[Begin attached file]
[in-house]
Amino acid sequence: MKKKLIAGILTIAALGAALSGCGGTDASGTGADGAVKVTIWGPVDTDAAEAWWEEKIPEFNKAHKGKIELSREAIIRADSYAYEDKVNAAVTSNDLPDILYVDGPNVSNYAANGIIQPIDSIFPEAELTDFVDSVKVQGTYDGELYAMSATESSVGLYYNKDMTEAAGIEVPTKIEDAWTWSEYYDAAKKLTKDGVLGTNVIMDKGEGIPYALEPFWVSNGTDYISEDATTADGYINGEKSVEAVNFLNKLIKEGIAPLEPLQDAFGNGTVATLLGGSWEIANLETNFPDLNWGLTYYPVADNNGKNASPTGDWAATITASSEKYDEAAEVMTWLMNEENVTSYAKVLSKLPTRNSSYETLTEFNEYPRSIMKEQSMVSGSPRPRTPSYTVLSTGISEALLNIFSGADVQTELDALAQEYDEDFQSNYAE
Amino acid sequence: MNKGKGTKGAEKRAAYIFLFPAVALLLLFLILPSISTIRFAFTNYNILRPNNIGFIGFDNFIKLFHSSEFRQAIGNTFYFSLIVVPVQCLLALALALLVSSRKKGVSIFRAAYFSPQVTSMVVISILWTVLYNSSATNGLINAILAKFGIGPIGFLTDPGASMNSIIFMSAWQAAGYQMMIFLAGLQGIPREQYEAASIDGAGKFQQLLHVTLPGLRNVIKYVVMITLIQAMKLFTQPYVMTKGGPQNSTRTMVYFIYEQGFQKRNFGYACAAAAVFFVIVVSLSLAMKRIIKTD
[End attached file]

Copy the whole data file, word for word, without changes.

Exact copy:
[in-house]
Amino acid sequence: MKKKLIAGILTIAALGAALSGCGGTDASGTGADGAVKVTIWGPVDTDAAEAWWEEKIPEFNKAHKGKIELSREAIIRADSYAYEDKVNAAVTSNDLPDILYVDGPNVSNYAANGIIQPIDSIFPEAELTDFVDSVKVQGTYDGELYAMSATESSVGLYYNKDMTEAAGIEVPTKIEDAWTWSEYYDAAKKLTKDGVLGTNVIMDKGEGIPYALEPFWVSNGTDYISEDATTADGYINGEKSVEAVNFLNKLIKEGIAPLEPLQDAFGNGTVATLLGGSWEIANLETNFPDLNWGLTYYPVADNNGKNASPTGDWAATITASSEKYDEAAEVMTWLMNEENVTSYAKVLSKLPTRNSSYETLTEFNEYPRSIMKEQSMVSGSPRPRTPSYTVLSTGISEALLNIFSGADVQTELDALAQEYDEDFQSNYAE
Amino acid sequence: MNKGKGTKGAEKRAAYIFLFPAVALLLLFLILPSISTIRFAFTNYNILRPNNIGFIGFDNFIKLFHSSEFRQAIGNTFYFSLIVVPVQCLLALALALLVSSRKKGVSIFRAAYFSPQVTSMVVISILWTVLYNSSATNGLINAILAKFGIGPIGFLTDPGASMNSIIFMSAWQAAGYQMMIFLAGLQGIPREQYEAASIDGAGKFQQLLHVTLPGLRNVIKYVVMITLIQAMKLFTQPYVMTKGGPQNSTRTMVYFIYEQGFQKRNFGYACAAAAVFFVIVVSLSLAMKRIIKTD